The 1400 km long border between China and North Korea consists of 2 rivers, the Yalu and the Tumen. The actual dividing line between China and North Korea for the most part runs straight through these rivers and over or along the islands or sandbanks in these waterways. In June 1994 I visited several of the (old) border crossings between China and North Korea: some of them still form a crucial link between both countries today. The following is an impression of the situation in 1994 versus 2019. For the latter I use among others Google Earth. China isn’t too keen about Western busybodies along its borders. Not surprizingly North Korea and China refuse to give access to Google Streetview.
The following blog post does focus on Tumen-city
Tumen-city in 1994
Pedicabs are eagerly awaiting Chinese tourists in front of the drab Tumen station. Western tourists are rare in this remote area, my arrival is cause for some commotion. Tumen city lies at the Tumen river: from the Chinese quay the North Korean city Namyang can be spotted on the opposite side. That’s also the main attraction of this otherwise sleepy Chinese city. Tumen has around 120,000 inhabitants, half of whom are of Korean descent. Part of this Korean-Chinese community maintains (business) contacts with family, friends or acquaintances across the border.
The locals and Chinese tourists can look back in time over here: small telescopes have been installed to provide a view on North Korea. The Chinese shake their heads in disbelief and feel sorry when they talk about their neighbour. North Korea reminds them of their own country in ’60-70’s: depressing, ideologically rigid and economically in decline. In those days, at the height Mao’s crazy Cultural Revolution, some desperate Chinese even sought refuge on the other side! But in the ’90’s North Koreans are trying to flee to China . In both cases the root cause is the same: hunger and persecution.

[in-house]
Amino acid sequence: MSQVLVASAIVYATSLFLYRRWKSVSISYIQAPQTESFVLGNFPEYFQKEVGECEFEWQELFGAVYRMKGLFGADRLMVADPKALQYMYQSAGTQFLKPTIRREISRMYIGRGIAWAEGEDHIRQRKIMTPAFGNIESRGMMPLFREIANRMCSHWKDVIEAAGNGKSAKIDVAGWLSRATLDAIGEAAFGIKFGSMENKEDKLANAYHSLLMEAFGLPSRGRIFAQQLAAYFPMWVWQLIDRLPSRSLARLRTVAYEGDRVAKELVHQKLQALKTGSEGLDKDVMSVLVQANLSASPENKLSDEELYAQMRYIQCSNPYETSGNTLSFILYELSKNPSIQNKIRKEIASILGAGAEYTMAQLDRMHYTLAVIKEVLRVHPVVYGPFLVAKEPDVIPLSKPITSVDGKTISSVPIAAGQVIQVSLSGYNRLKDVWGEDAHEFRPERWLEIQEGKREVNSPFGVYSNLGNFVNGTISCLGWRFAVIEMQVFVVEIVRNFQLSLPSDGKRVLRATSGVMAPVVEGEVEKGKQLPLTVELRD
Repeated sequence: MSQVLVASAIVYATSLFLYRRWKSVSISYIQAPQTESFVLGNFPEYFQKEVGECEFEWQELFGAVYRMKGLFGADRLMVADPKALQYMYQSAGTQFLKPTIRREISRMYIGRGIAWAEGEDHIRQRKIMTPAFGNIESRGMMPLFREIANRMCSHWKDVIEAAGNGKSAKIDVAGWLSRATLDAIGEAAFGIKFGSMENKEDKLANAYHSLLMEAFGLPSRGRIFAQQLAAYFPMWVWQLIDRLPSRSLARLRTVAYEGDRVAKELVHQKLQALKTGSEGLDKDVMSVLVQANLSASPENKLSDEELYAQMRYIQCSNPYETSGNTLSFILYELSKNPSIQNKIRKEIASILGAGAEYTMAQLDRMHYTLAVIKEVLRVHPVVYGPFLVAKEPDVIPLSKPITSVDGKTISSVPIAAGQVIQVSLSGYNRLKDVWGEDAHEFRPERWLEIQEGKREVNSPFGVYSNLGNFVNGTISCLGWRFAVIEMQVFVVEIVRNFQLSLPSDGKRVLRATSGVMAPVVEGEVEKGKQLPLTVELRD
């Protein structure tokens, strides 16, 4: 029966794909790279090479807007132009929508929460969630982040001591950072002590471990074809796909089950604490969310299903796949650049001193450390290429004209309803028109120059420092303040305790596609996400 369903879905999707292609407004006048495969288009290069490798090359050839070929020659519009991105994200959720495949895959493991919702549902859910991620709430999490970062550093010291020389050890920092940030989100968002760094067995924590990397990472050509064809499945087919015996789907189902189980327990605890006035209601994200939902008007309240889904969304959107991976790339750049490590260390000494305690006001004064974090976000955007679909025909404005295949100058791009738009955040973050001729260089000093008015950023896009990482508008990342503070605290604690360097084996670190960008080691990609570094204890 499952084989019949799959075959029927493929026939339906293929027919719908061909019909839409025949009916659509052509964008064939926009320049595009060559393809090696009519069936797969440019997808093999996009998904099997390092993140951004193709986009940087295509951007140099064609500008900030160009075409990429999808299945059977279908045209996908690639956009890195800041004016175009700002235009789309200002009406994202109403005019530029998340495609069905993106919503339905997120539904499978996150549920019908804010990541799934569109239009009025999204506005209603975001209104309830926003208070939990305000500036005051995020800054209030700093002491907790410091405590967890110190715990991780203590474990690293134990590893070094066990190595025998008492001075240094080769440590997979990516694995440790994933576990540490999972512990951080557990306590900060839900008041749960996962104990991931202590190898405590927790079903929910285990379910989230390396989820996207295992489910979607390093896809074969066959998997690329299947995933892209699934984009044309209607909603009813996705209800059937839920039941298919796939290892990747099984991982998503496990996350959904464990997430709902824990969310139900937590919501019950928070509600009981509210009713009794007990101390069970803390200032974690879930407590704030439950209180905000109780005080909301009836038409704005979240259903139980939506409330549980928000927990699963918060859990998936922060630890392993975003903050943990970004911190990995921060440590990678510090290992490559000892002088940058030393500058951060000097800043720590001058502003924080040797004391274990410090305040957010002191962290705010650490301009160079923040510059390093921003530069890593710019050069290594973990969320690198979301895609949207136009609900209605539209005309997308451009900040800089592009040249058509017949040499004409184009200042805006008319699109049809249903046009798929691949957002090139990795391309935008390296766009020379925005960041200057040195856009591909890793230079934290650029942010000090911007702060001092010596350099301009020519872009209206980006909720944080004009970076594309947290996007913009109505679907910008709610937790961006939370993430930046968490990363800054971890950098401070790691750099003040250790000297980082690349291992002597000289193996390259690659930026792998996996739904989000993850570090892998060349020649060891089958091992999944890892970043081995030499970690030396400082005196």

There is not much activity in Namyang. North Korean buildings are scarce, dark and gray, just a few people can be spotted walking on the street. Two bridge connections with North Korea offer the other tourist attractions in Tumen: these links are in walking distance of each other. First there is the Tumen river / road bridge, built around 1941 by the Japanese army. There is more traffic on this bridge today than a few days ago at Shatuozi near Hunchun (see borderline cases # 2). Cars and trucks are crossing in turns from both directions, having to use a single lane road. Customs officers don’t allow me to climb the gate to get the best view over the bridge.
Half a kilometer downstream lies the Tumen railway bridge. This steel connection was erected by the Japanese in 1932 and is still in use. In fact, it is the only functioning rail link across the Tumen river in Jilin province. The originally constructed pedestrian path along the single railway line is blocked: people no longer can walk over this railway bridge to the other side.
Wandering around the Chinese quay, I am surprized to see how narrow and shallow the border river between China and North Korea sometimes is. Several sandbanks pop up in the water. I can imagine desperate North Koreans choose these types of locations for their illegal and very risky escapes, praying not to be caught by North Korean or Chinese border patrols. Rumors about an increasing flow of refugees from North Korea have been circulating since 1992. During my short stay in Tumen the locals keep their lips tight when I probe them on this topic. China’s official policy is to immediately return arrested refugees. With this tough approach the Chinese government hopes to discourage a North Korean exodus.
Tumen in 2019
Just like Hunchun, Tumen has meanwhile been connected to the high-speed rail network. And the G12 highway runs to the city. Tumen certainly has made progress, although, in line with Hunchun, it hasn’t undergone a spectacular metamorphosis like Beijing, Shanghai and Guangzhou. The population has grown to around 140,000 and domestic tourism has increased. The telescopes are still there, staring at thy poor neighbors remains unbelievably popular among the Chinese.